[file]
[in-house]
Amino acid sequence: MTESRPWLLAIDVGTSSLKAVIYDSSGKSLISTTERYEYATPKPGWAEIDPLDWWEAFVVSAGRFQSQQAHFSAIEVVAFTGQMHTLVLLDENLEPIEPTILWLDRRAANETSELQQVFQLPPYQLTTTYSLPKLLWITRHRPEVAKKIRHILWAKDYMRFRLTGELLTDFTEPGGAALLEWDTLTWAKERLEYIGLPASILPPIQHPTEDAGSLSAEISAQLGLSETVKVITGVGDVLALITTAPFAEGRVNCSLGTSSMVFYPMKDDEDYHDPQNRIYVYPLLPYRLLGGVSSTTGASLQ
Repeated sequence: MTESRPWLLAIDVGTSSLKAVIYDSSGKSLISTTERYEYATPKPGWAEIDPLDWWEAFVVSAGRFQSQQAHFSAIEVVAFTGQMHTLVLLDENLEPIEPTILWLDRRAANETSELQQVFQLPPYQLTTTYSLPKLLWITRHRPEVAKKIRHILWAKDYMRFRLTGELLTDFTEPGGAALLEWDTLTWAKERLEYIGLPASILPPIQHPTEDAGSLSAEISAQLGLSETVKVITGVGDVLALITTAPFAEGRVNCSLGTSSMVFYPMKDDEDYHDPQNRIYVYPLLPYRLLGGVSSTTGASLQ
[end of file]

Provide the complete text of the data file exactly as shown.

[in-house]
Amino acid sequence: MTESRPWLLAIDVGTSSLKAVIYDSSGKSLISTTERYEYATPKPGWAEIDPLDWWEAFVVSAGRFQSQQAHFSAIEVVAFTGQMHTLVLLDENLEPIEPTILWLDRRAANETSELQQVFQLPPYQLTTTYSLPKLLWITRHRPEVAKKIRHILWAKDYMRFRLTGELLTDFTEPGGAALLEWDTLTWAKERLEYIGLPASILPPIQHPTEDAGSLSAEISAQLGLSETVKVITGVGDVLALITTAPFAEGRVNCSLGTSSMVFYPMKDDEDYHDPQNRIYVYPLLPYRLLGGVSSTTGASLQ
Repeated sequence: MTESRPWLLAIDVGTSSLKAVIYDSSGKSLISTTERYEYATPKPGWAEIDPLDWWEAFVVSAGRFQSQQAHFSAIEVVAFTGQMHTLVLLDENLEPIEPTILWLDRRAANETSELQQVFQLPPYQLTTTYSLPKLLWITRHRPEVAKKIRHILWAKDYMRFRLTGELLTDFTEPGGAALLEWDTLTWAKERLEYIGLPASILPPIQHPTEDAGSLSAEISAQLGLSETVKVITGVGDVLALITTAPFAEGRVNCSLGTSSMVFYPMKDDEDYHDPQNRIYVYPLLPYRLLGGVSSTTGASLQ